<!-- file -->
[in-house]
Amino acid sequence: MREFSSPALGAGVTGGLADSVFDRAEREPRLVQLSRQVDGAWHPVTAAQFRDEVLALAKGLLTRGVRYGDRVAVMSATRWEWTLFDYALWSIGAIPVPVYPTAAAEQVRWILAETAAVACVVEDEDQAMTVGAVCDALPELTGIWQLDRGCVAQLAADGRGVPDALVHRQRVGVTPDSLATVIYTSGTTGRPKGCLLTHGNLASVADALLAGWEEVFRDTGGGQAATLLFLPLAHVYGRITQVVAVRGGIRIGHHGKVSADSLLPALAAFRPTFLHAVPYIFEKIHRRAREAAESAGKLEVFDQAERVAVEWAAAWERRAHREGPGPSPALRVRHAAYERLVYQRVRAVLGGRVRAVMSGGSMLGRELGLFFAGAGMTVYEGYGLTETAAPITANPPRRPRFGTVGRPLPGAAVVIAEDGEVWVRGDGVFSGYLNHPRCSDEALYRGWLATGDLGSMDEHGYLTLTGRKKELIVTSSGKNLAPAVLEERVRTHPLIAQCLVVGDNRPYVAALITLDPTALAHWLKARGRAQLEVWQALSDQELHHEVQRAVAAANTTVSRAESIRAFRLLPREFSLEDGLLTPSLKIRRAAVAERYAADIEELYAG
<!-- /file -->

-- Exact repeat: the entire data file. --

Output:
[in-house]
Amino acid sequence: MREFSSPALGAGVTGGLADSVFDRAEREPRLVQLSRQVDGAWHPVTAAQFRDEVLALAKGLLTRGVRYGDRVAVMSATRWEWTLFDYALWSIGAIPVPVYPTAAAEQVRWILAETAAVACVVEDEDQAMTVGAVCDALPELTGIWQLDRGCVAQLAADGRGVPDALVHRQRVGVTPDSLATVIYTSGTTGRPKGCLLTHGNLASVADALLAGWEEVFRDTGGGQAATLLFLPLAHVYGRITQVVAVRGGIRIGHHGKVSADSLLPALAAFRPTFLHAVPYIFEKIHRRAREAAESAGKLEVFDQAERVAVEWAAAWERRAHREGPGPSPALRVRHAAYERLVYQRVRAVLGGRVRAVMSGGSMLGRELGLFFAGAGMTVYEGYGLTETAAPITANPPRRPRFGTVGRPLPGAAVVIAEDGEVWVRGDGVFSGYLNHPRCSDEALYRGWLATGDLGSMDEHGYLTLTGRKKELIVTSSGKNLAPAVLEERVRTHPLIAQCLVVGDNRPYVAALITLDPTALAHWLKARGRAQLEVWQALSDQELHHEVQRAVAAANTTVSRAESIRAFRLLPREFSLEDGLLTPSLKIRRAAVAERYAADIEELYAG